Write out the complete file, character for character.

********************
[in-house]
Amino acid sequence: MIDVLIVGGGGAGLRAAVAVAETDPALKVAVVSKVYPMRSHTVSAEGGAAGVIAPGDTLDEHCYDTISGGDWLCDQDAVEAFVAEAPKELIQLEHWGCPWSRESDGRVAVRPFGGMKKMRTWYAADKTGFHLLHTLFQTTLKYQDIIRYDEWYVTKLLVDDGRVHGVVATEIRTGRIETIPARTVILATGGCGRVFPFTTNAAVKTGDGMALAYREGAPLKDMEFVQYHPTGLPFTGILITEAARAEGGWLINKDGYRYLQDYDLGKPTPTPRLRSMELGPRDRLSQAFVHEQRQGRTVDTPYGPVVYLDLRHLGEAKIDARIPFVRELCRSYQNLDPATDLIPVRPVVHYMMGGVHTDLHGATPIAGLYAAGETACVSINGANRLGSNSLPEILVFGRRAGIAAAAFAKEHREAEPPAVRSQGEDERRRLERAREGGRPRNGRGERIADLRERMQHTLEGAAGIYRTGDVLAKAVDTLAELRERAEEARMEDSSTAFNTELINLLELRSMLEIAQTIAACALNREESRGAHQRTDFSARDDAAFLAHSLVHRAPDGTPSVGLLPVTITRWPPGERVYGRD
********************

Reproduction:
[in-house]
Amino acid sequence: MIDVLIVGGGGAGLRAAVAVAETDPALKVAVVSKVYPMRSHTVSAEGGAAGVIAPGDTLDEHCYDTISGGDWLCDQDAVEAFVAEAPKELIQLEHWGCPWSRESDGRVAVRPFGGMKKMRTWYAADKTGFHLLHTLFQTTLKYQDIIRYDEWYVTKLLVDDGRVHGVVATEIRTGRIETIPARTVILATGGCGRVFPFTTNAAVKTGDGMALAYREGAPLKDMEFVQYHPTGLPFTGILITEAARAEGGWLINKDGYRYLQDYDLGKPTPTPRLRSMELGPRDRLSQAFVHEQRQGRTVDTPYGPVVYLDLRHLGEAKIDARIPFVRELCRSYQNLDPATDLIPVRPVVHYMMGGVHTDLHGATPIAGLYAAGETACVSINGANRLGSNSLPEILVFGRRAGIAAAAFAKEHREAEPPAVRSQGEDERRRLERAREGGRPRNGRGERIADLRERMQHTLEGAAGIYRTGDVLAKAVDTLAELRERAEEARMEDSSTAFNTELINLLELRSMLEIAQTIAACALNREESRGAHQRTDFSARDDAAFLAHSLVHRAPDGTPSVGLLPVTITRWPPGERVYGRD